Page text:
The state-of-the-art facility at St. Hubert uses a variety of technologies to sort recyclable materials. Paper is removed from the waste stream by vacuum, and pulsing electromagnets take out the metals. Optical sorters use infrared light to determine the composition of plastics, and air blasts move them into appropriate bins. Some hand sorting completes the process at the end of the line. The sorted materials are then marketed for processing into new products.
The goal of the new recycle program is to increase participation by residents, and increase the amount of material that is diverted from landfill. The cost is offset in part from the revenue generated by the sale of the recyclable materials. In 2012, for example, the return to Mississippi Mills was $106,000 from all marketed recyclables.
With the June 1st launch, the new program in our community started with some big and welcome changes. Plastics #1 to #7 are now accepted. The exception is # 6 polystyrene which is not accepted. Styrofoam and plastic bags are also not accepted. In addition, tetra paks (juice boxes), gable tops (milk cartons), and spiral wound containers (frozen juice tubes) can now be added. There is a lot more material being diverted from landfill and going into our blue boxes now.
Another big change is comingle collection. That means the contents of our blue boxes go straight into the truck with no sorting by the driver any more.
Change comes at a cost. It’s understandable that a modest financial investment would be needed to launch a new program. Then there’s our reaction to change itself and the disruption of well established patterns of behaviour. When the recycle truck arrived before some blue boxes had been put out, the staff at the town office sure heard all about it.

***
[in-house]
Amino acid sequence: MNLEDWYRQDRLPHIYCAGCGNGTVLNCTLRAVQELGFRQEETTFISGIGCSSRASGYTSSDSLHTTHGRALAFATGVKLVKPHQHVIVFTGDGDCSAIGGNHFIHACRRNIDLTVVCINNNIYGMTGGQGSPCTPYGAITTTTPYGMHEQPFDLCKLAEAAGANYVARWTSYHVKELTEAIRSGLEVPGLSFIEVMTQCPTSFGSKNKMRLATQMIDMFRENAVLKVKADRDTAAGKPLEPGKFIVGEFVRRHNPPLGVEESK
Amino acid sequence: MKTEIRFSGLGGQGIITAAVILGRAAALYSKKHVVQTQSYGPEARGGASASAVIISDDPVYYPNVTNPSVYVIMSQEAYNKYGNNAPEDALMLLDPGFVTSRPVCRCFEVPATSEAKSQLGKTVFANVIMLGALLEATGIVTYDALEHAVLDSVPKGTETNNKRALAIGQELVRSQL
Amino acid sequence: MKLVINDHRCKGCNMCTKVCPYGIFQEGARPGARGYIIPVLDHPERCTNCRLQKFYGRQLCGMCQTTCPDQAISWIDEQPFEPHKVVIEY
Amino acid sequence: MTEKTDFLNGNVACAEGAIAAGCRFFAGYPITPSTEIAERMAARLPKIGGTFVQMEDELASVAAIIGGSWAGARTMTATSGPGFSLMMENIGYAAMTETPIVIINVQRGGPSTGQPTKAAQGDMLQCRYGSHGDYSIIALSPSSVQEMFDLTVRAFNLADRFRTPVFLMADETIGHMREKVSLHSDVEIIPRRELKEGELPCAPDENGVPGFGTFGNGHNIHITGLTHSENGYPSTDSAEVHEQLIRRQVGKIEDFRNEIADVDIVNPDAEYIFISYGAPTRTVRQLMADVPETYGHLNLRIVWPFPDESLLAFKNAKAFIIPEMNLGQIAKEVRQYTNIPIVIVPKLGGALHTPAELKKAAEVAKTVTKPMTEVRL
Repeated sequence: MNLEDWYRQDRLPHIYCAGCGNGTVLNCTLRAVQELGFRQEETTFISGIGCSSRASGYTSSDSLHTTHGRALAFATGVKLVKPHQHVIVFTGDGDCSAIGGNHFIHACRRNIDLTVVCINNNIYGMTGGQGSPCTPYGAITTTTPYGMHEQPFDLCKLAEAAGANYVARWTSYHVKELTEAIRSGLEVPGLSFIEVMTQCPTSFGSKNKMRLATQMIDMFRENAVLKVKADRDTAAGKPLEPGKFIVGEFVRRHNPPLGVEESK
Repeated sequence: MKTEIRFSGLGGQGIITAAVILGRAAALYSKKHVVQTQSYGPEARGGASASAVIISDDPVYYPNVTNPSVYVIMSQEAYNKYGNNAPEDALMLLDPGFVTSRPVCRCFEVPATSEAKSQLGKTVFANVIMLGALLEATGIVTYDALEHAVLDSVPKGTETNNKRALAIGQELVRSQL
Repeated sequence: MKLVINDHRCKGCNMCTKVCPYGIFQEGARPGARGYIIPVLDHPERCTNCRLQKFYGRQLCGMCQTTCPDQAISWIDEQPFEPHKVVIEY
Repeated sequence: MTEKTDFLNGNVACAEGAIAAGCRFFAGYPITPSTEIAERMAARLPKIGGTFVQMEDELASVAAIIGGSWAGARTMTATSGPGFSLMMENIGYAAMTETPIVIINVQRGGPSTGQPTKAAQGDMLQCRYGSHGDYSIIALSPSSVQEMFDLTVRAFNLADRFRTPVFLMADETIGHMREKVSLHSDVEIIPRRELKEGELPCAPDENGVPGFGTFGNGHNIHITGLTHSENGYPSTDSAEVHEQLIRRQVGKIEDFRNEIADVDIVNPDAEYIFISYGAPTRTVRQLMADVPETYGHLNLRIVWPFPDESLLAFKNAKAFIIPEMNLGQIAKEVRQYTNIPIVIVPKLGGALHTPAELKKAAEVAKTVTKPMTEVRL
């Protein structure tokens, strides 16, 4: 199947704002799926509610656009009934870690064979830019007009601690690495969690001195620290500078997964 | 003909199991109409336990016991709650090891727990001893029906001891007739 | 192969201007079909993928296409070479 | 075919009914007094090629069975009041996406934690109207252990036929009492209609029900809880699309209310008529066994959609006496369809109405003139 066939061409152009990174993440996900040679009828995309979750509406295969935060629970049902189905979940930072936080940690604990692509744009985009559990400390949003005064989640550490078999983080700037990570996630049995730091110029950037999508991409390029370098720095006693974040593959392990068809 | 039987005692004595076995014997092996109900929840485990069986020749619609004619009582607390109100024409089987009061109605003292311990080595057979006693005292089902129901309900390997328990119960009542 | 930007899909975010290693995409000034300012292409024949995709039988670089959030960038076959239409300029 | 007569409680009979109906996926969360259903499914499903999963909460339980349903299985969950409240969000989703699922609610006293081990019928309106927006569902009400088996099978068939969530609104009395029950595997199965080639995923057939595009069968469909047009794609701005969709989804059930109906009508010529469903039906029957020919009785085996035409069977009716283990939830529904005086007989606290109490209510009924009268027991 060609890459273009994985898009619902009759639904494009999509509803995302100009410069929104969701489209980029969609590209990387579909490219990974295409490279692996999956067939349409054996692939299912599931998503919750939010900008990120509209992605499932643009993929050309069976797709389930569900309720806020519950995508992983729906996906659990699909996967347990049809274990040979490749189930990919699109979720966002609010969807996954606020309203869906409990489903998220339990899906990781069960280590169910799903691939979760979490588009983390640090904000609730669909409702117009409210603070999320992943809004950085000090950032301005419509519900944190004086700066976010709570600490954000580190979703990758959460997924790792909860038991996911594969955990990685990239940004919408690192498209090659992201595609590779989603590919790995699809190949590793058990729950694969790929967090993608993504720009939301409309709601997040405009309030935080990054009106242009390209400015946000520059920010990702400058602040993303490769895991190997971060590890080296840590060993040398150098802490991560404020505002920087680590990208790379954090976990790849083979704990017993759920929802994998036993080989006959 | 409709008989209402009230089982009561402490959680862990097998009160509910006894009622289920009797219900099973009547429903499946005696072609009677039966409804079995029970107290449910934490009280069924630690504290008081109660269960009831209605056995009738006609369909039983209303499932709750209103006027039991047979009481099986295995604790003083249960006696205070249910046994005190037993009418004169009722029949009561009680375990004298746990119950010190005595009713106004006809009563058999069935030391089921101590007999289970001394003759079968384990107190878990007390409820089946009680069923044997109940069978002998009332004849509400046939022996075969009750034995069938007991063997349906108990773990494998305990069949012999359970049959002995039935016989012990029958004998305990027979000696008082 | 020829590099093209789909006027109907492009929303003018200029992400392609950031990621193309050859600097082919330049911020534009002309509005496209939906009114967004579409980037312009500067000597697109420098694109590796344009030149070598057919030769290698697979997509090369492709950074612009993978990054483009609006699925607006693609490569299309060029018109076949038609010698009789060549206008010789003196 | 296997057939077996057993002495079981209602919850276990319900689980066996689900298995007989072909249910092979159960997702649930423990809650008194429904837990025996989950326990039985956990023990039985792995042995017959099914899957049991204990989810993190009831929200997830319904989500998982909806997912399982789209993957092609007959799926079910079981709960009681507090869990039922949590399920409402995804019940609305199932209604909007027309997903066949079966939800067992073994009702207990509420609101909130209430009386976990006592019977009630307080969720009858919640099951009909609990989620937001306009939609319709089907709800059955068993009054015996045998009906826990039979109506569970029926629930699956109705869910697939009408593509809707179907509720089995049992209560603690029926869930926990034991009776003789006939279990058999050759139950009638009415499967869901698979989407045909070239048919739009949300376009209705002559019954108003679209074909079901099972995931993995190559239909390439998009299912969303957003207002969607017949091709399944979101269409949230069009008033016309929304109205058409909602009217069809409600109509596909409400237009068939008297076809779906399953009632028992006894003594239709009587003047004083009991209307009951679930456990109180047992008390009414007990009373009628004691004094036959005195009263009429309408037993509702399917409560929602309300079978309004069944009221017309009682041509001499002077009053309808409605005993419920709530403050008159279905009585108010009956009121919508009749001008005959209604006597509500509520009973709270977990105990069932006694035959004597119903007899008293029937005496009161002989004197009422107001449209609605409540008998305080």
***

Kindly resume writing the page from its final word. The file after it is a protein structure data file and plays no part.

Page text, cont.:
Even though everyone seems to know that garbage containers and blue boxes need to be out by 7:00 a.m., some folks were caught off guard on June 1st by leaving the blue box until later as was their custom. Being keen observers over the seasons, some had figured out that garbage was usually picked up first, and blue boxes weren’t emptied until much later. It wasn’t unusual to see some blue boxes around the municipality heading for the curb or roadside later in the morning.
The helpful staff at the town hall would like to remind everyone that garbage containers and blue boxes can be put out after 6 p.m. the night before, and need to out before 7:00 a.m. on the day of curbside collection.
Further information about the new recycle program in Mississippi Mills is available at the town’s website.
A curbside collection map and schedule is available too.
Millstone readers may call if they have questions, comments, or concerns about our new recycle program.
Cory Smith, Public Works Technologist, 613 256-2064 x 229
Cindy Hartwick, Administrative Assistant, 613 256-2064 x 258
Editor’s note: Cory Smith and other Mississippi Mills town staff are to be commended for their willingness to pitch in to get this program off the ground. When glitches happened during the switchover, they were out there collecting garbage themselves to make it work.